A Message from Live4Lali’s Executive Director, Chelsea Laliberte:
Welcome to our labor of love and consider yourself a member of the family. Live4Lali is an organization dedicated to providing a voice for the voiceless, advocating for the rights and services for those suffering from the disease of addiction and their loves ones, supporting and funding addiction and social science research efforts, providing effective and evidence-based drug prevention and overdose prevention education to all demographics, and to eventually ending overdose.
Live4Lali’s journey began in January 2009, just one month after the loss of my little brother, Alex Laliberte, to an accidental opioid/benzodiazepine overdose. At the time, no one wanted to talk about addiction or drug use on any level. Even mentioning the word “heroin” resulted in blank stares, looks of disgust and statements of resistance and confusion. My family and I fought the “should of, could of, would of” feelings of regret, judging neighbors, friends who found it easier to walk away then to stand strong with us, and a devastating journey through grief that caused each of us to get to know ourselves again without Alex.
I was 23 years old and suddenly forced to understand life again. Losing Alex meant losing half of myself. It meant starting over. It meant finding the will and strength to survive. Soon enough we crossed paths with other families that were sadly going through the same exact situation. This community was like a secret club, drenched in shame and stigma that was produced by the outside world. My parents, siblings and others close to us were angry, distraught and more motivated than ever to fight for what Alex no longer could fight for: life. Why did this have to happen? Why Alex? What did we miss? Why didn’t we know? These questions and others plagued us until we could not stand by silently any longer.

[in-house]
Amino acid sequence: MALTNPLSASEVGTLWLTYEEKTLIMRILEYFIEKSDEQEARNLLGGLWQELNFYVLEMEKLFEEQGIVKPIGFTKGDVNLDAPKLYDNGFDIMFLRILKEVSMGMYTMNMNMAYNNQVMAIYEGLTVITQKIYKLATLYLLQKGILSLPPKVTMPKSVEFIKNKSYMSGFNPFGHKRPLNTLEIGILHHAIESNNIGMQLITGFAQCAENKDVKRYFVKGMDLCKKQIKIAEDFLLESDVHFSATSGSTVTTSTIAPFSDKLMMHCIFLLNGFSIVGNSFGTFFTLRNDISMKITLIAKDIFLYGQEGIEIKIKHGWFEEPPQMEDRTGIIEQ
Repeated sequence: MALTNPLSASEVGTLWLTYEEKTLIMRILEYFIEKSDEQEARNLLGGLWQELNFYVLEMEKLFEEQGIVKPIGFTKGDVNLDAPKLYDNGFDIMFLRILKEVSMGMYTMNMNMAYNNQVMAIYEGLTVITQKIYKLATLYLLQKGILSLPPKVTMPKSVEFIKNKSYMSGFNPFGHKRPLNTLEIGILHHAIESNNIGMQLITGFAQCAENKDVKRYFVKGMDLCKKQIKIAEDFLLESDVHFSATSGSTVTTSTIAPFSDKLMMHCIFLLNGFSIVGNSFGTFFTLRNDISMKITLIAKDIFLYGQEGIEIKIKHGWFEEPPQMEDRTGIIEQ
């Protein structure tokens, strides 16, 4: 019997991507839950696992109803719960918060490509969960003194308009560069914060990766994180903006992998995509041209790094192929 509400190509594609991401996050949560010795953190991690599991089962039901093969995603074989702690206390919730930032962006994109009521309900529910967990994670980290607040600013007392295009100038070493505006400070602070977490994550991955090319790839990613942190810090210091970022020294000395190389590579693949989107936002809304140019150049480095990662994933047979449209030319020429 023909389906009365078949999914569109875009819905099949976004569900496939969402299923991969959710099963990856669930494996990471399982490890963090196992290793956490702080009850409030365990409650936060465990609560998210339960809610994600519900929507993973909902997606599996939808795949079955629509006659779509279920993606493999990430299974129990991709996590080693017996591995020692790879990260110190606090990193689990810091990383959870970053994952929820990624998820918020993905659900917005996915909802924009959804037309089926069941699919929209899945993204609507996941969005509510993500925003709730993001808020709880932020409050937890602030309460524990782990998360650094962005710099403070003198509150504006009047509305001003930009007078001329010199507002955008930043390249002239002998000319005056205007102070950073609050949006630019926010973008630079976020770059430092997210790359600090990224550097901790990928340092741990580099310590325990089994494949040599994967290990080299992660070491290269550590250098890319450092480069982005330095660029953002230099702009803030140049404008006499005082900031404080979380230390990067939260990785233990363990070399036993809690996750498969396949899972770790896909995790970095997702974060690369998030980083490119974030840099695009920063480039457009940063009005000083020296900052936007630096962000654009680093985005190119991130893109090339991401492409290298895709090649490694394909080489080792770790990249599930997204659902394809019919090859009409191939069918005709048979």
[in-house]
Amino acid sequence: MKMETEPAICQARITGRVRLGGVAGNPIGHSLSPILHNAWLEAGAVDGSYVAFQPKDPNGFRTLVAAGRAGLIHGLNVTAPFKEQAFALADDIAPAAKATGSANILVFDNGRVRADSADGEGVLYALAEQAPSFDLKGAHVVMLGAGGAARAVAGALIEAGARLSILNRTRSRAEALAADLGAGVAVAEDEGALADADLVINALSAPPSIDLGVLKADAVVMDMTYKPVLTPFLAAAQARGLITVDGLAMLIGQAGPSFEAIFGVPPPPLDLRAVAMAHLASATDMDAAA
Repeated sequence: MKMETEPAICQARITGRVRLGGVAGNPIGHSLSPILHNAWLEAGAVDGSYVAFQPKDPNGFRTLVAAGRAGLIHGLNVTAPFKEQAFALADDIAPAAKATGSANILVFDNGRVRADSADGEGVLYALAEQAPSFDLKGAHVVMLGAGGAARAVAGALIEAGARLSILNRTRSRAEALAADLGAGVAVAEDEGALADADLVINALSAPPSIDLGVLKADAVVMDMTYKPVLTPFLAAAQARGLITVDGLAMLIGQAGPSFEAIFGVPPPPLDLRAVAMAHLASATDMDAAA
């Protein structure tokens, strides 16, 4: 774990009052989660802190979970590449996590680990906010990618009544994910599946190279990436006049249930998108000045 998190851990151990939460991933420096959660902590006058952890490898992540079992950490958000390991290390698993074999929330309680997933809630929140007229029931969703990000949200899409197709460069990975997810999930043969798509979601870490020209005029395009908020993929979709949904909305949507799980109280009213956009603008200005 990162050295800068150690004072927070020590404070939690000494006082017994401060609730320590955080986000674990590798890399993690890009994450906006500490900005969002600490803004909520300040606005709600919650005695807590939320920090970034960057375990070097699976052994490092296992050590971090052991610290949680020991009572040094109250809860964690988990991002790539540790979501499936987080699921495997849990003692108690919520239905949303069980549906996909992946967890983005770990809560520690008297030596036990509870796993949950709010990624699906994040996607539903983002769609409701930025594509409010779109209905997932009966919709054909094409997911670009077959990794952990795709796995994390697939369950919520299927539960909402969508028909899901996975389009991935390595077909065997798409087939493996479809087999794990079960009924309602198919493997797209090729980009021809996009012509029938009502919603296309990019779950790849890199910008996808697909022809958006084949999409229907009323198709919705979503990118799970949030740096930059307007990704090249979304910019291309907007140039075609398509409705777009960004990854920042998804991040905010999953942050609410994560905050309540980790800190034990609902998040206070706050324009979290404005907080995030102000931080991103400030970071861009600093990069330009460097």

Little did we know, the Chicago-land area was hit so hard from the underground opioid (heroin and Rx pain pills) market that in 2012 its availability took the lives of 533 people in the city of Chicago and throughout Cook county. That figure topped the murder rate that same year which was the highest it had ever been anywhere in America.
Over time, our support system has grown into what is now a powerful advocacy community of hundreds of passionate individuals. While it devastates me that my new found friends have lost someone to a preventable and reversible death, it also gives me hope that through our voices, much needed change will occur. Live4Lali’s changes have proven that the tides are turning. We started out as a small awareness group which focused on funding other programs and are now funding our own by providing public education and overdose prevention learning experiences for the community, professionals and those directly impacted.
We can no longer ignore humanity. We can no longer put off brain diseases as worthy causes to pay attention to. We can no longer allow the war on drugs to beat us. Together, we are making a difference. Join us.
PS Learn a little bit about Alex by viewing his story in pictures:
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This post was written by live4lali